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  • Writer's pictureLa Voz Latina

Maximiliano Gonzalez-Cruz

Escrito por: Alexa Figueroa 🇸🇻



Headshot of Maximiliano Gonzalez-Cruz. (Diana Rivera)


Maximiliano Gonzalez-Cruz estaba estudiando en el sur de Corea cuando decidio visitar un restaurante mexicano. Estaba buscando un pedazo de casa a miles de millas de distancia. 

La aroma de carne frita y especias llenaron al restaurante, recordándolo de los tacos fritos de pollo que hace su mamá. Su cultura es inmensamente importante para él y considera este un momento decisivo en su vida que le mostró que las conexiones interculturales son importantes. 


Gonzalez-Cruz is the son of Mexican immigrants and spent the first four years of his life in Mexico while his mother was pursuing a  law career.  After that, he moved to Greenbelt, MD, where he was raised in a close-knit nuclear family, as the majority of his family stayed in Mexico. 


He came back to the U.S. and didn’t speak English.  He was placed in ESOL and describes the first few months as difficult. He recalls crying when he couldn’t understand his peers but had the support of his parents, and they all practiced English together. 



He says that all of his identities, being Latino, gay, and young intersect with one another, and while he is extremely proud of his Mexican roots, queer visibility in the Latino space is not common, especially if you come from an immigrant family.


Debido a su edad y a la creencia de que no es lo suficientemente sabio, se siente frecuentemente silenciado. Additionally, the conservative beliefs of  his community makes it challenging to talk about values that differ from their own.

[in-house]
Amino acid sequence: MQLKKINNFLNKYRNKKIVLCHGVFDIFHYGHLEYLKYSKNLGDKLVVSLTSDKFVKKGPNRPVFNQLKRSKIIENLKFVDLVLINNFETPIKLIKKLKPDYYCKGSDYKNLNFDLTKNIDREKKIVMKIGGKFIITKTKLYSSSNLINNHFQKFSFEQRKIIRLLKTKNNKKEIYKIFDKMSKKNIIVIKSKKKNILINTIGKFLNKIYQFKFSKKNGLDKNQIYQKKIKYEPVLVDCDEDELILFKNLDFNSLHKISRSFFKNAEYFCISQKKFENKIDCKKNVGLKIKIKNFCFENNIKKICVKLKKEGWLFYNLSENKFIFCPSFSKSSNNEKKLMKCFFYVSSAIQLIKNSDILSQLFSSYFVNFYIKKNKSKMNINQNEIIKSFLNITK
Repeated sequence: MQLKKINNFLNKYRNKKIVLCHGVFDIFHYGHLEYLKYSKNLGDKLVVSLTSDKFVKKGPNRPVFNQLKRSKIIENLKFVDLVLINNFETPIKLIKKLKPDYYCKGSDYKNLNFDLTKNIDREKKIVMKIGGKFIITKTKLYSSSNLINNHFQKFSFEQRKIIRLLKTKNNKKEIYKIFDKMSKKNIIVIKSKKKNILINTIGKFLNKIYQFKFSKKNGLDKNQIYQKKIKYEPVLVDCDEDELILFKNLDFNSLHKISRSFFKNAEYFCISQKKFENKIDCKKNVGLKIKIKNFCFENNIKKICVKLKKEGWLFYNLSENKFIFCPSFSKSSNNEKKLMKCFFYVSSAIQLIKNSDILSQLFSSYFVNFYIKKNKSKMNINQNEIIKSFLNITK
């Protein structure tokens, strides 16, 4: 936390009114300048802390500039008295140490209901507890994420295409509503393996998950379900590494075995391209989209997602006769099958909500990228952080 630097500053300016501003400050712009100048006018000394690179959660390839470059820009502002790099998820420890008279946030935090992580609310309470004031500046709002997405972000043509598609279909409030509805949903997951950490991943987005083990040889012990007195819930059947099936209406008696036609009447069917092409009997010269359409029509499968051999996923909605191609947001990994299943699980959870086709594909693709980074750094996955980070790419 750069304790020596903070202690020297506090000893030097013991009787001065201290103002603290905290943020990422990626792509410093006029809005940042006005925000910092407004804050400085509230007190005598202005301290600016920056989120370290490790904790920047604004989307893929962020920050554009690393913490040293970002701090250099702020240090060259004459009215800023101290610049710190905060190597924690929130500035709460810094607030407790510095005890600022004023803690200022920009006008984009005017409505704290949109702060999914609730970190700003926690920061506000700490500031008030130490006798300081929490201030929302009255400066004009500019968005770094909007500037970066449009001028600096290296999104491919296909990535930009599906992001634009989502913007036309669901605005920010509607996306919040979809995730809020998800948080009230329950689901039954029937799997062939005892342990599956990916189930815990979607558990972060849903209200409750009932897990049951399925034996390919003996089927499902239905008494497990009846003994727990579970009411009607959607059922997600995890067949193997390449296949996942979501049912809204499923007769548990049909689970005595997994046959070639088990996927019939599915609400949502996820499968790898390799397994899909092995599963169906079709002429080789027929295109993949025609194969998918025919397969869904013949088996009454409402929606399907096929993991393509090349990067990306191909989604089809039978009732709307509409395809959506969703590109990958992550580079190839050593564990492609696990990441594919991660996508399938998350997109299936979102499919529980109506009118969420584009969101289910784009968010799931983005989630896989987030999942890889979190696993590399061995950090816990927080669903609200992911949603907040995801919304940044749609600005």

“Sometimes there's a lack of diversity, or sometimes people of color in the community are pushed to the side, whereas people who are dominant, are celebrated or are more desired or more listened to. So it kind of pushes you into even a smaller community,” said Gonzalez-Cruz.


Su trayectoria profesional está influenciada por sus identidades. Gonzalez-Cruz está estudiando ciencia de la salud pública y quiere eventualmente trabajar en epidemiología 


Gonzalez-Cruz is planning to work for Teach for America and has been placed in Baltimore City as a chemistry teacher. He hopes to explore a childhood passion of teaching while also looking to pursue a masters in Epidemiology in the future. 


“ I actually wanted to be a teacher because in elementary school, I had really great teachers. And they were really passionate in showing us a lot of things outside of the curriculum, like, just showing us about other people's cultures… having teachers who really cared about you, really impacted me.”


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